ix) Scalar Chain: This refers to hierarchy. A hierarchy consists of a series of steps extended in an unbroken line from the chief librarian to the lowest employee. This principal implies that authority and responsibility should flow in a clear, unbroken line from the highest executive to the lowest rank. Orders go down the line traveling from top to bottom. However, information and appeal travel in the reverse direction.

x) Orders: Orders indicate the disciplined flow of discharging the respective duties and the systematic organization of work flow. It refers to the best possible management to achieve the most efficient operation of the organization.

xi) Equity: In dealing with employees treatment of equality must be put into practice. Justice must be combined with friendliness and kindness by those in the executive towards staff.

xii) Stability of Tenure of Personnel: Stability of tenure indicates a longer service period of an employees and uninterrupted working period. It assures better service, steady growth and systematic planning of work schedules. Rapid turnover of staff can cause anxiety.

xiii) Initiative: One should not only do his job assigned to him, but he should feel inspired to perform his duties. In working situation anybody may have suggestion for improvement and better work or redesigning the works schedule for better result, all the suggestion should be taken with trust by the management. Due attention, proper consideration should be given to them. This will inspire the person working with incentives and ultimately institution will get better result.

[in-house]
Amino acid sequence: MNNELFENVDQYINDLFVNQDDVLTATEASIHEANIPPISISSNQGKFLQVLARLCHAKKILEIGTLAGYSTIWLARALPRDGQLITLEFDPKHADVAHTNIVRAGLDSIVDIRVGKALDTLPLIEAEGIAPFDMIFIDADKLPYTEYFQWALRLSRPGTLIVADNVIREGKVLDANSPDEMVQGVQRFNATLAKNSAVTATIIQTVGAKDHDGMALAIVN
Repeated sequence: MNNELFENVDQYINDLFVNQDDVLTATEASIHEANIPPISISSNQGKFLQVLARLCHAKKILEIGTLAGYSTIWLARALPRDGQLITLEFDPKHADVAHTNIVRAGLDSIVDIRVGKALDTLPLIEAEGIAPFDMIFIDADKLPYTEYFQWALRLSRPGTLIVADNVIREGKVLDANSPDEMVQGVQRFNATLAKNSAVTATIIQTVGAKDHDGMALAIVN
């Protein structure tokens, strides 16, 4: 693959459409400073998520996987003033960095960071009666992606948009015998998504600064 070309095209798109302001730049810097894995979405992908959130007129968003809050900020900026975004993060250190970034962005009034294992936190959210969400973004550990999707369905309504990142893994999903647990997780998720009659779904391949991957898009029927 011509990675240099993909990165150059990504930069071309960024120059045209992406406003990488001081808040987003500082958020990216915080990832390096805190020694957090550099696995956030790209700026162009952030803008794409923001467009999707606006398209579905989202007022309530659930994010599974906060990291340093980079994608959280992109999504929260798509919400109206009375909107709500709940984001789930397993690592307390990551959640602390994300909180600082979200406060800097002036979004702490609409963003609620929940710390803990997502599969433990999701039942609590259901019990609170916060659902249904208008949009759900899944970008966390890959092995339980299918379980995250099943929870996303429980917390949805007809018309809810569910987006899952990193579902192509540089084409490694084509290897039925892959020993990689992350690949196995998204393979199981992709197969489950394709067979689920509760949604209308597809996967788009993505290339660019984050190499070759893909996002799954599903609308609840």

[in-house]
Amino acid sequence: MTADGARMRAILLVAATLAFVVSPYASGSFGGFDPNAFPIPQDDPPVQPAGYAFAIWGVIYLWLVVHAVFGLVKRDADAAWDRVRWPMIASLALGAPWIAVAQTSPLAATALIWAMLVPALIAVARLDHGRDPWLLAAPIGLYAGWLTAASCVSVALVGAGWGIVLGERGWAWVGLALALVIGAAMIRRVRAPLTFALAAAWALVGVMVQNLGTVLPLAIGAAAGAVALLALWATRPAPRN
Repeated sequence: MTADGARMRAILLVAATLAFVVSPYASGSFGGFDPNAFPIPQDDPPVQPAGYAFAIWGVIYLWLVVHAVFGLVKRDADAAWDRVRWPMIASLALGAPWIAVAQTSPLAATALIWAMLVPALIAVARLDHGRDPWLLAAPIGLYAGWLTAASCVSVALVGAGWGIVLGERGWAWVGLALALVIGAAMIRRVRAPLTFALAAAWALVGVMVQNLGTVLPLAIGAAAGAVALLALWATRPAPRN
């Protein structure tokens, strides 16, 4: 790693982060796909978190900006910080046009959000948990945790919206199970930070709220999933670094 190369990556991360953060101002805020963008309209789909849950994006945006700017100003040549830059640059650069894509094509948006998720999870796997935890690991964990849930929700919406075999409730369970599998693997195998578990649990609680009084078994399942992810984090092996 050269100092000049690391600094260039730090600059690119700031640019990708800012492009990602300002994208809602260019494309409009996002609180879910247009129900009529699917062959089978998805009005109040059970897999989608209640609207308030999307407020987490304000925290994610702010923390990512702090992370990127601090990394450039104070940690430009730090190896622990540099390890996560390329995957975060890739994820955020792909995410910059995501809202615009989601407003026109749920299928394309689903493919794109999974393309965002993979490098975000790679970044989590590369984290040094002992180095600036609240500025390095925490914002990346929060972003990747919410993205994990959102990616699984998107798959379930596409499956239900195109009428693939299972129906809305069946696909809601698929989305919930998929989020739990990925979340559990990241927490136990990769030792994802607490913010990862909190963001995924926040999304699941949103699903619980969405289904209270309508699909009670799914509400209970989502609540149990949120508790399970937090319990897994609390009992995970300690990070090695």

xiv) Esprit de Corps: The management should create environment which leads to harmony and unity. The entire employees should not feel as an assemblage of individuals but recognize their identity with the institution. Thus a sense of co-operation, a sense of belonging, a feeling of identification with the institution, a corporate sense over self, a team spirit, a feeling of unity make the institution as a organic whole.

Besides the principles put forward by Fayol, other principles often included are as follows-

xv) Span of Control: This refers to the persons with whom a manager must deal directly. For efficient management there should be a few people to be controlled directly by each head.

xvi) Coordination: Aim of co-ordination being to achieve harmony of individual efforts toward accomplishment of group goals. Co-ordination is concerned with interrelating of the various parts of an organization so that all procedures, operation and activities lead to maximum contribution to the person to person relationship. Co-ordination in an organization is balancing and interrelating of the various parts of an organization and keeping together all the staff for getting best result with the minimum resources at hand.

xvii) Accountability: Accountability means liable to account. In any organization, the emphasis should be given to measure the quality and quantity of performance.